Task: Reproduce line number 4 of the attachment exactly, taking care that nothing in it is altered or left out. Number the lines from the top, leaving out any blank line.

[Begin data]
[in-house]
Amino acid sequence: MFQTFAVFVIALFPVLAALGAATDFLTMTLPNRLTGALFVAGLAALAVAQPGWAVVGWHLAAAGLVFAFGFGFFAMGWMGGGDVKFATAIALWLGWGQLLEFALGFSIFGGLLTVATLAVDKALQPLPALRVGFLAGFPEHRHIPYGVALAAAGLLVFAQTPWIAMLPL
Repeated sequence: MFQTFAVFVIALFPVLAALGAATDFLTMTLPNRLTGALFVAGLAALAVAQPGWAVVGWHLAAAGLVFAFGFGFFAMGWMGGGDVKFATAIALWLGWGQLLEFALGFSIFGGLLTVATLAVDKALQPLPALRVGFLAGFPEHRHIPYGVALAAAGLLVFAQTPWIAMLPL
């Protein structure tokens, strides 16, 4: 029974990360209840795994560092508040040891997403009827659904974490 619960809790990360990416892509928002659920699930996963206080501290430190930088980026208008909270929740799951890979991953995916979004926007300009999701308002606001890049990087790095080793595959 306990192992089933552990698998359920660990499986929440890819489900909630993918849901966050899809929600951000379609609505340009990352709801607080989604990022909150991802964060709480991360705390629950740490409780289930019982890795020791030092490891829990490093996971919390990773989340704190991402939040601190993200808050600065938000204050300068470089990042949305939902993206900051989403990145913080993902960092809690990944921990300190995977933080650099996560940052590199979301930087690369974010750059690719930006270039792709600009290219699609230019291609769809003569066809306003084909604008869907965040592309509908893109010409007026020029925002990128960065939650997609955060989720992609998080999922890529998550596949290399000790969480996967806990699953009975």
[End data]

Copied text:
């Protein structure tokens, strides 16, 4: 029974990360209840795994560092508040040891997403009827659904974490 619960809790990360990416892509928002659920699930996963206080501290430190930088980026208008909270929740799951890979991953995916979004926007300009999701308002606001890049990087790095080793595959 306990192992089933552990698998359920660990499986929440890819489900909630993918849901966050899809929600951000379609609505340009990352709801607080989604990022909150991802964060709480991360705390629950740490409780289930019982890795020791030092490891829990490093996971919390990773989340704190991402939040601190993200808050600065938000204050300068470089990042949305939902993206900051989403990145913080993902960092809690990944921990300190995977933080650099996560940052590199979301930087690369974010750059690719930006270039792709600009290219699609230019291609769809003569066809306003084909604008869907965040592309509908893109010409007026020029925002990128960065939650997609955060989720992609998080999922890529998550596949290399000790969480996967806990699953009975």